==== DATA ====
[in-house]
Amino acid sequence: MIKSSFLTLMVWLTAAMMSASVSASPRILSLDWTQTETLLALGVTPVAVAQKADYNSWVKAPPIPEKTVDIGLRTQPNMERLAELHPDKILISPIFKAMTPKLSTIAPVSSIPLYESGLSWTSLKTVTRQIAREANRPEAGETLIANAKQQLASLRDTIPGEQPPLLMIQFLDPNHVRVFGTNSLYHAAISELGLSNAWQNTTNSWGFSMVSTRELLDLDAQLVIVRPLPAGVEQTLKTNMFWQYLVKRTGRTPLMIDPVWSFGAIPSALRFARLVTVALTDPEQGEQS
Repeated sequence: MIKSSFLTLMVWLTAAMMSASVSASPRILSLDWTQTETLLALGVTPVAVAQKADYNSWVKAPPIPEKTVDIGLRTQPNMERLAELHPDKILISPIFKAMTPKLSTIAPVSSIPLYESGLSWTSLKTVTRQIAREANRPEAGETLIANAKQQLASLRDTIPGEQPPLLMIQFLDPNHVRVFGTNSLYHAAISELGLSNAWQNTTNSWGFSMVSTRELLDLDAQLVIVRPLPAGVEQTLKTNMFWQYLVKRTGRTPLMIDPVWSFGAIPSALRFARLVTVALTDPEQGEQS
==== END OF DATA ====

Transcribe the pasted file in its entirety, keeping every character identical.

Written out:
[in-house]
Amino acid sequence: MIKSSFLTLMVWLTAAMMSASVSASPRILSLDWTQTETLLALGVTPVAVAQKADYNSWVKAPPIPEKTVDIGLRTQPNMERLAELHPDKILISPIFKAMTPKLSTIAPVSSIPLYESGLSWTSLKTVTRQIAREANRPEAGETLIANAKQQLASLRDTIPGEQPPLLMIQFLDPNHVRVFGTNSLYHAAISELGLSNAWQNTTNSWGFSMVSTRELLDLDAQLVIVRPLPAGVEQTLKTNMFWQYLVKRTGRTPLMIDPVWSFGAIPSALRFARLVTVALTDPEQGEQS
Repeated sequence: MIKSSFLTLMVWLTAAMMSASVSASPRILSLDWTQTETLLALGVTPVAVAQKADYNSWVKAPPIPEKTVDIGLRTQPNMERLAELHPDKILISPIFKAMTPKLSTIAPVSSIPLYESGLSWTSLKTVTRQIAREANRPEAGETLIANAKQQLASLRDTIPGEQPPLLMIQFLDPNHVRVFGTNSLYHAAISELGLSNAWQNTTNSWGFSMVSTRELLDLDAQLVIVRPLPAGVEQTLKTNMFWQYLVKRTGRTPLMIDPVWSFGAIPSALRFARLVTVALTDPEQGEQS